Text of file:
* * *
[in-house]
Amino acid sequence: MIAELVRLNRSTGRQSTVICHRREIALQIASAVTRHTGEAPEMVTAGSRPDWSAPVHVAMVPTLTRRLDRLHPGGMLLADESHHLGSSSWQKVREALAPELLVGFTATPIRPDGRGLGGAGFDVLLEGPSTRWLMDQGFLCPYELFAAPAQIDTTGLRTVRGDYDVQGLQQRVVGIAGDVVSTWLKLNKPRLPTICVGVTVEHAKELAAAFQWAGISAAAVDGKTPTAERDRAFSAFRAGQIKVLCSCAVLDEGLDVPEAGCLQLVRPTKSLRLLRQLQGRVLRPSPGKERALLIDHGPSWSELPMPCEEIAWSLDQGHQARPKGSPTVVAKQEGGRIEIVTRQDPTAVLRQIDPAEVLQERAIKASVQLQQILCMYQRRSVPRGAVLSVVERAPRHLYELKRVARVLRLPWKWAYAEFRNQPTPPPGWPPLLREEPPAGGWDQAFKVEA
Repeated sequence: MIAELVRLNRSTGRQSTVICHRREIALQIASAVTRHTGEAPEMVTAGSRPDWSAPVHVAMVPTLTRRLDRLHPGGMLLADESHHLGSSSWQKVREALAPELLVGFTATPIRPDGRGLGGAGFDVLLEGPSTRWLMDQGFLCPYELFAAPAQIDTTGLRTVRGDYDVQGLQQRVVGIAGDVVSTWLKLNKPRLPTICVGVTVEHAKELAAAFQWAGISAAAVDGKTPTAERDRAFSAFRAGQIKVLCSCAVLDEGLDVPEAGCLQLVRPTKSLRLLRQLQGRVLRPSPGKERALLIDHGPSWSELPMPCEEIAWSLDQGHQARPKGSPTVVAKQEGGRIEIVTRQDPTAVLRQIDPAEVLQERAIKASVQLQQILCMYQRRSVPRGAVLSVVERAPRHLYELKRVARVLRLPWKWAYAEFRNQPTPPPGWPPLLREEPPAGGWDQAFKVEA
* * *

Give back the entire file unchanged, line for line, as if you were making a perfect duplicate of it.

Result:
[in-house]
Amino acid sequence: MIAELVRLNRSTGRQSTVICHRREIALQIASAVTRHTGEAPEMVTAGSRPDWSAPVHVAMVPTLTRRLDRLHPGGMLLADESHHLGSSSWQKVREALAPELLVGFTATPIRPDGRGLGGAGFDVLLEGPSTRWLMDQGFLCPYELFAAPAQIDTTGLRTVRGDYDVQGLQQRVVGIAGDVVSTWLKLNKPRLPTICVGVTVEHAKELAAAFQWAGISAAAVDGKTPTAERDRAFSAFRAGQIKVLCSCAVLDEGLDVPEAGCLQLVRPTKSLRLLRQLQGRVLRPSPGKERALLIDHGPSWSELPMPCEEIAWSLDQGHQARPKGSPTVVAKQEGGRIEIVTRQDPTAVLRQIDPAEVLQERAIKASVQLQQILCMYQRRSVPRGAVLSVVERAPRHLYELKRVARVLRLPWKWAYAEFRNQPTPPPGWPPLLREEPPAGGWDQAFKVEA
Repeated sequence: MIAELVRLNRSTGRQSTVICHRREIALQIASAVTRHTGEAPEMVTAGSRPDWSAPVHVAMVPTLTRRLDRLHPGGMLLADESHHLGSSSWQKVREALAPELLVGFTATPIRPDGRGLGGAGFDVLLEGPSTRWLMDQGFLCPYELFAAPAQIDTTGLRTVRGDYDVQGLQQRVVGIAGDVVSTWLKLNKPRLPTICVGVTVEHAKELAAAFQWAGISAAAVDGKTPTAERDRAFSAFRAGQIKVLCSCAVLDEGLDVPEAGCLQLVRPTKSLRLLRQLQGRVLRPSPGKERALLIDHGPSWSELPMPCEEIAWSLDQGHQARPKGSPTVVAKQEGGRIEIVTRQDPTAVLRQIDPAEVLQERAIKASVQLQQILCMYQRRSVPRGAVLSVVERAPRHLYELKRVARVLRLPWKWAYAEFRNQPTPPPGWPPLLREEPPAGGWDQAFKVEA